Scan the box score of last night’s blowout at Brooklyn and Derrick White’s 14 points, 5 rebounds, and three assists with zero turnovers don’t exactly jump off the page. Nearly all the starters had more points. Marcus Smart shined with the lion’s share of minutes at the point and hit 5-of-6 from behind the arc. Without White, the Celtics probably still beat the Nets comfortably, but in his fifth game with the team, it’s becoming very apparent why Boston targeted him at the trade deadline.
For Brad Stevens, White represented a known commodity and was well worth the price it took (Romeo Langford, Josh Richardson, their 2022 first round draft pick, and a future potential pick swap) to get him in green.
“That was one (deal) we had targeted a guy that made our best players better and who also impact us on both ends of the floor at a really good rate,” Stevens told MassLive’s Brian Robb on Thursday. “It was a guy who the numbers love but when you watch it, it makes a lot of sense.”
White was having a down year shooting-wise in San Antonio this season, but by all other measures including the eye test, all White did was make winning plays. He averaged a career-high 5.6 assists a game with the Spurs and has always been a plus defender.
“He’s a guy I don’t really have to worry about. He’s accustomed to being coached hard, he’s receptive to it, and he’s ready to roll,” Ime Udoka said before the tip.
Now as the Celtics’ sixth man, White provides a jack-of-all-trades skillset off the bench. He’s not a natural playmaker, but consistently makes the right play. If there’s a lane to drive, he’ll drive it. If he’s open for a shot, he’ll take it (despite hitting just 30.7% from behind the arc this season).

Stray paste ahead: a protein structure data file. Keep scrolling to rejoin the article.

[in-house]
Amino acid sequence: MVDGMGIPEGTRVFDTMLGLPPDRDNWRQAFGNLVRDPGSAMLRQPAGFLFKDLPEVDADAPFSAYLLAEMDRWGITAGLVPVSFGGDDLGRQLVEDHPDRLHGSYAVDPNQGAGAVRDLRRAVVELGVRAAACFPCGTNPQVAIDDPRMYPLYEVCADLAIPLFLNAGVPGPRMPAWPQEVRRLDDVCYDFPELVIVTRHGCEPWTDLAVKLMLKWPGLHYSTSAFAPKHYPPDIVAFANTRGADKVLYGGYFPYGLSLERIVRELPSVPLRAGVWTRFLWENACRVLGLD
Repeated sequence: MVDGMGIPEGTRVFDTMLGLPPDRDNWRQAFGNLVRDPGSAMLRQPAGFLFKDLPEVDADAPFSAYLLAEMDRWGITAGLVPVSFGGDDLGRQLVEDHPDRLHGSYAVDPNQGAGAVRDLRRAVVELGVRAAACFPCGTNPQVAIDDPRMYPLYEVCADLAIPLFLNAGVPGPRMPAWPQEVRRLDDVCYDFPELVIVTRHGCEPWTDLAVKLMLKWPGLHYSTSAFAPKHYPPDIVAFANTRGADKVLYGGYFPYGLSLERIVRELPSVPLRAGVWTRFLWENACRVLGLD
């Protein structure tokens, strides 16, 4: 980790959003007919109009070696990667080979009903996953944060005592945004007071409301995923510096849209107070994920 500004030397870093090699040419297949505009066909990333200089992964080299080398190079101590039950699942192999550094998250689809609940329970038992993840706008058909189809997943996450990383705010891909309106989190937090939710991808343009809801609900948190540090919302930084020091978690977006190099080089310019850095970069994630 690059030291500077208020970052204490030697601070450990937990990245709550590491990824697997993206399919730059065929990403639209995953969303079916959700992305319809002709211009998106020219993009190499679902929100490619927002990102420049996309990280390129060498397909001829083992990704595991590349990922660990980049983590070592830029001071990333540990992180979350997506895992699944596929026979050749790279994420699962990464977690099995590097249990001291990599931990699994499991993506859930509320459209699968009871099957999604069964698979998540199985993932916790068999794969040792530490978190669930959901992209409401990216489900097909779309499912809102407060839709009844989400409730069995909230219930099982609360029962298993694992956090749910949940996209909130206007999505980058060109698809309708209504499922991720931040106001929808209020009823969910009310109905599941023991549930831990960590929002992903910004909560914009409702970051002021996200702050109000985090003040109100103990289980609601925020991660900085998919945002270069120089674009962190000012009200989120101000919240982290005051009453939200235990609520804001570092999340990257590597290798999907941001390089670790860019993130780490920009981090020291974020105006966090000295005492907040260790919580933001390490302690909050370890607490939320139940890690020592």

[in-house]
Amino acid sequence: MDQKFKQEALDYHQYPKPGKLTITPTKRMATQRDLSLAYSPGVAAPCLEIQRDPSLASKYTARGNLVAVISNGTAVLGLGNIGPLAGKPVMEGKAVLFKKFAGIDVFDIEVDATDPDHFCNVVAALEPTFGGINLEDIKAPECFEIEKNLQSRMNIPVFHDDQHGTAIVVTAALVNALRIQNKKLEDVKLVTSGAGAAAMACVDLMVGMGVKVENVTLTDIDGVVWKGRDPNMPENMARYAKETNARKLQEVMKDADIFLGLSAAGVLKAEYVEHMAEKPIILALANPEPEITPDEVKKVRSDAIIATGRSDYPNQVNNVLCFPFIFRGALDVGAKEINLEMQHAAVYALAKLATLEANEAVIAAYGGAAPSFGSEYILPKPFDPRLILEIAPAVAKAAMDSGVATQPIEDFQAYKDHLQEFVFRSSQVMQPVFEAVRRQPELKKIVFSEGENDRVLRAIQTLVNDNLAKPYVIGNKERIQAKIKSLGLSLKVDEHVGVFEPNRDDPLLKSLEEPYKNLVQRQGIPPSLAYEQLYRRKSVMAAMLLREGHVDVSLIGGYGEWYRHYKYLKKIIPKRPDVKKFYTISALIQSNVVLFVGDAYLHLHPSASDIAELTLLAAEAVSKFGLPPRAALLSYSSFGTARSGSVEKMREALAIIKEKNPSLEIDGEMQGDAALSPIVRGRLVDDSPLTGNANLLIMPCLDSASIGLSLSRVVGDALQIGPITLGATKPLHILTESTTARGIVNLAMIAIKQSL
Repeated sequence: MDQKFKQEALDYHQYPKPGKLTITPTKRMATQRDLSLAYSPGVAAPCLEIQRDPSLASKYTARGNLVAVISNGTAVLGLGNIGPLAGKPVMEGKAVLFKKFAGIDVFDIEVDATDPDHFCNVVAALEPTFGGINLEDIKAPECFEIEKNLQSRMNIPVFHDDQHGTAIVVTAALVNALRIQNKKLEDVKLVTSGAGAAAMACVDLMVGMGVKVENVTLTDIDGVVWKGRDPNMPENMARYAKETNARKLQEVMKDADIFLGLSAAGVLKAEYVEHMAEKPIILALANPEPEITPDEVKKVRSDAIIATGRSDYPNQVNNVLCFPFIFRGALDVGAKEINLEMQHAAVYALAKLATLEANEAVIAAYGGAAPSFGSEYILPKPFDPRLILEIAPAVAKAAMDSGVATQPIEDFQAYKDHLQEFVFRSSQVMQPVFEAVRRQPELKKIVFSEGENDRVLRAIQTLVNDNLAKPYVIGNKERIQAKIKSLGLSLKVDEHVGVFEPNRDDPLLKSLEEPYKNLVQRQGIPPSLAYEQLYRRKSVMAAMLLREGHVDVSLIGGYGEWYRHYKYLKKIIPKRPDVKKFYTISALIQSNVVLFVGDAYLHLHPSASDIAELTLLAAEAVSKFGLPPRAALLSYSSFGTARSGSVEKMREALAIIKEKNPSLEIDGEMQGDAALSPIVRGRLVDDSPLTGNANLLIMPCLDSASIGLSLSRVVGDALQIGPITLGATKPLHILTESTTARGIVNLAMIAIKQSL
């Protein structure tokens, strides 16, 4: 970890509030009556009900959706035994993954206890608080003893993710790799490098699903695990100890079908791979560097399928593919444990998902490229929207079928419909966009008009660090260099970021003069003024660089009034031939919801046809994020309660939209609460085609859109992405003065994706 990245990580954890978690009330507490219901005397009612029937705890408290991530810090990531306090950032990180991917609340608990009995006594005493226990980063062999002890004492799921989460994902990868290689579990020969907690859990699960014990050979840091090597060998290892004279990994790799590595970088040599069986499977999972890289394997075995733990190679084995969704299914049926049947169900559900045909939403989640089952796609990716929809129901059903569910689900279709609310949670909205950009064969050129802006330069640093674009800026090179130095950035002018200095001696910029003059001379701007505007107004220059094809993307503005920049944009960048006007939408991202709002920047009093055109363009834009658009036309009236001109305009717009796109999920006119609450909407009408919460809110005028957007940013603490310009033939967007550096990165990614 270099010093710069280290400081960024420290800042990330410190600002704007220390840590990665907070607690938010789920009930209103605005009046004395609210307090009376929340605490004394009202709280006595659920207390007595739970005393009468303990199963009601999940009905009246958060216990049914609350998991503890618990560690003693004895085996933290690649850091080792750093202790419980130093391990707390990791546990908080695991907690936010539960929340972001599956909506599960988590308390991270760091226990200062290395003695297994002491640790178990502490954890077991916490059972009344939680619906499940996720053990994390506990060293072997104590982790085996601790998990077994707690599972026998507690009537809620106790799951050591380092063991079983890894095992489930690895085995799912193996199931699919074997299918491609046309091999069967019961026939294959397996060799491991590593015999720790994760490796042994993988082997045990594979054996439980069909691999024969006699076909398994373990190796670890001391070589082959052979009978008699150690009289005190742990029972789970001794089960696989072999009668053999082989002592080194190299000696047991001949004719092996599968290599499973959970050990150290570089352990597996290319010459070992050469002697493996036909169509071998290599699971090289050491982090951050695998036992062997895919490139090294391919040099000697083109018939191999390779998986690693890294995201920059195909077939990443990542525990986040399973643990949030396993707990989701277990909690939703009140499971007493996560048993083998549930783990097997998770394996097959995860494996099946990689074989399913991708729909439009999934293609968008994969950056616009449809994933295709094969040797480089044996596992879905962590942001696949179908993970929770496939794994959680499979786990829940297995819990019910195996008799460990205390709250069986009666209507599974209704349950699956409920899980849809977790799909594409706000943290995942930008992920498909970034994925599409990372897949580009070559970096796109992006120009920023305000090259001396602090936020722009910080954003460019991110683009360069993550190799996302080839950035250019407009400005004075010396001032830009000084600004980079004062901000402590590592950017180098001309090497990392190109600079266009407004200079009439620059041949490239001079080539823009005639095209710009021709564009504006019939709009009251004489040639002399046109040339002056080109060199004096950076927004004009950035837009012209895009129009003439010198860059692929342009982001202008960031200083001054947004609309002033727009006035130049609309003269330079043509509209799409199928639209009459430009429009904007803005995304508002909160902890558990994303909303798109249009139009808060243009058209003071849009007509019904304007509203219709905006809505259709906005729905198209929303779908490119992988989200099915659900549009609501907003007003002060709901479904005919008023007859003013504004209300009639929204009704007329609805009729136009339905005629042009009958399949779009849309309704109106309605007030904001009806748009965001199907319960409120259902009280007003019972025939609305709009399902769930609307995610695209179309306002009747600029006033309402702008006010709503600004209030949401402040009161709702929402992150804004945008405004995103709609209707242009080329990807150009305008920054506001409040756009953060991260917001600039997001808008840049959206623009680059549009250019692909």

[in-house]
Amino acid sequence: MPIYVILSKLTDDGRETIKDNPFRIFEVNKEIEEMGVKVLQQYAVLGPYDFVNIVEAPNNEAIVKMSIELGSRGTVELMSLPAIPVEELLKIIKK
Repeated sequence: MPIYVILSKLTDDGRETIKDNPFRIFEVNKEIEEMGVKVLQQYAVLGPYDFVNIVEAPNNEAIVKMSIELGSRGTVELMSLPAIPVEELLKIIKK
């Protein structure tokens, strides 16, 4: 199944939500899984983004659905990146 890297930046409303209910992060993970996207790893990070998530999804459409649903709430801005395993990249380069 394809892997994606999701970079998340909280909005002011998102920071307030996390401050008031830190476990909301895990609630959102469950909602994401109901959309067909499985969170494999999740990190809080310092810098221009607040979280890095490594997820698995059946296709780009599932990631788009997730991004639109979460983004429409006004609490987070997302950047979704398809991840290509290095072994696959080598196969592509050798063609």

This is hardly a spectacular play. The Celtics are already up 25 points and playing a little four corners to run out the clock might have been just as effective as trying to score. And yet, it’s White continuing to make the right play. The Nets ran a little a zone against Boston in the second half and to beat that positional defense, you have to force defenders to commit. Instead of taking an early shot clock 3 from the corner, White pump fakes, commits one defender (James Johnson), drives, and then engages another (LaMarcus Aldridge). These are the little things that endear you to coaches.
“Derrick, I think that one of his great qualities is he’s a really good player and he can impact the game with and without the ball,” Stevens said. “He doesn’t need the ball, he’s super unselfish and is all about winning, all the stuff that adds up.”
Through 49 games for Gregg Popovich, White was a plus-32. For the Celtics, he’s played in just five games and is already a plus-76. Yeah, I’d say that’s adding up quite nicely so far.